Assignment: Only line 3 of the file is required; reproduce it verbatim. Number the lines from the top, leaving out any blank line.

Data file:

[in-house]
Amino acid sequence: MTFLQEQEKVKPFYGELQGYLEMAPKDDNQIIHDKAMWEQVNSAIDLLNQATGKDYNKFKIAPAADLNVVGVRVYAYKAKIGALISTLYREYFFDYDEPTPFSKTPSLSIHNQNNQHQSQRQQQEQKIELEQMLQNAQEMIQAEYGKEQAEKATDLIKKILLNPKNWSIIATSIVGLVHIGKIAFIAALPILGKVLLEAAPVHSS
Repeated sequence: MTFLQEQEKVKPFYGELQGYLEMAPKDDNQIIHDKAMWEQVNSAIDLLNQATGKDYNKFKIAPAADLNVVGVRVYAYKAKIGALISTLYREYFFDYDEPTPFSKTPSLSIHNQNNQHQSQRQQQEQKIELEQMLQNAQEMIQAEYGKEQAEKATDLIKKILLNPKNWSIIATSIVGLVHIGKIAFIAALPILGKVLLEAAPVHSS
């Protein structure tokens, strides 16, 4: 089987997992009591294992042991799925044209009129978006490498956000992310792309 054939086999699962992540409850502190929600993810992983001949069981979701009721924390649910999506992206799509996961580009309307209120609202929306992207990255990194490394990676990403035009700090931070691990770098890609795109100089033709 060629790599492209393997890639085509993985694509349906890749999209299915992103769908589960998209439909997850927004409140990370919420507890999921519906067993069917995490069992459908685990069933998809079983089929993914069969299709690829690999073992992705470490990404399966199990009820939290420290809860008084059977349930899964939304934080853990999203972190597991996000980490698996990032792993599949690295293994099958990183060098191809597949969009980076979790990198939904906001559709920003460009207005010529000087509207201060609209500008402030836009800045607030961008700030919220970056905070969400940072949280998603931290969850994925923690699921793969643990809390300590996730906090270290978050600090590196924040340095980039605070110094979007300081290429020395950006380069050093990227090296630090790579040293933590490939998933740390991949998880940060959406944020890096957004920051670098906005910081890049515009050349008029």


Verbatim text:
Repeated sequence: MTFLQEQEKVKPFYGELQGYLEMAPKDDNQIIHDKAMWEQVNSAIDLLNQATGKDYNKFKIAPAADLNVVGVRVYAYKAKIGALISTLYREYFFDYDEPTPFSKTPSLSIHNQNNQHQSQRQQQEQKIELEQMLQNAQEMIQAEYGKEQAEKATDLIKKILLNPKNWSIIATSIVGLVHIGKIAFIAALPILGKVLLEAAPVHSS